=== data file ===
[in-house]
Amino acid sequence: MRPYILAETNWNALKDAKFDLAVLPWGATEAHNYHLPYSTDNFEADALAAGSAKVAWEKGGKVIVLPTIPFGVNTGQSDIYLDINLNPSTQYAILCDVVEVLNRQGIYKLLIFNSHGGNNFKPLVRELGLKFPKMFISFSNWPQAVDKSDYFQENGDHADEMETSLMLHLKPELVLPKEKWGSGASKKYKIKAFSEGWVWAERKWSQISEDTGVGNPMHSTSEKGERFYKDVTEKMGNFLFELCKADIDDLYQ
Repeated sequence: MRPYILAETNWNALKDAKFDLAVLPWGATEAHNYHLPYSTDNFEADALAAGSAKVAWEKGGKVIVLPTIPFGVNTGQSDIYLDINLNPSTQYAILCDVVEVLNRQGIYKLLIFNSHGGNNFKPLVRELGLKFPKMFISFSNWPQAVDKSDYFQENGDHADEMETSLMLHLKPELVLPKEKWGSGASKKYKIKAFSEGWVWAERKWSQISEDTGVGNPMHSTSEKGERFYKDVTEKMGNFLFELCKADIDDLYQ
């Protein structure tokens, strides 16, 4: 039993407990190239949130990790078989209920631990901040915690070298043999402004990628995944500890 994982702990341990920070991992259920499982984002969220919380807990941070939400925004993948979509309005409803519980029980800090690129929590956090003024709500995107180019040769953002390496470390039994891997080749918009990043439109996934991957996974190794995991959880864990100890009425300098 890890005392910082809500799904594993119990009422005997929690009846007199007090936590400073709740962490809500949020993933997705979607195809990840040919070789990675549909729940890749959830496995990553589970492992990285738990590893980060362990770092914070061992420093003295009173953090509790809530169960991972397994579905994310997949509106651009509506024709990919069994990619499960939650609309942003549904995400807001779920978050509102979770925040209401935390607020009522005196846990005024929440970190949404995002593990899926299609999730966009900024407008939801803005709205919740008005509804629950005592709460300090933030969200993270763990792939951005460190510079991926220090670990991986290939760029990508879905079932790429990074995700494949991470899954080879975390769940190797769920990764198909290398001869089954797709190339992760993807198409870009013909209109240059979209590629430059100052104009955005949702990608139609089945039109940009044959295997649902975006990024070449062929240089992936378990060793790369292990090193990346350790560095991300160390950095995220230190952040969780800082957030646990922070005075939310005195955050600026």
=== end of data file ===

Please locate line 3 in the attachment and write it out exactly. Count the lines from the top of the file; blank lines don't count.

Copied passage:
Repeated sequence: MRPYILAETNWNALKDAKFDLAVLPWGATEAHNYHLPYSTDNFEADALAAGSAKVAWEKGGKVIVLPTIPFGVNTGQSDIYLDINLNPSTQYAILCDVVEVLNRQGIYKLLIFNSHGGNNFKPLVRELGLKFPKMFISFSNWPQAVDKSDYFQENGDHADEMETSLMLHLKPELVLPKEKWGSGASKKYKIKAFSEGWVWAERKWSQISEDTGVGNPMHSTSEKGERFYKDVTEKMGNFLFELCKADIDDLYQ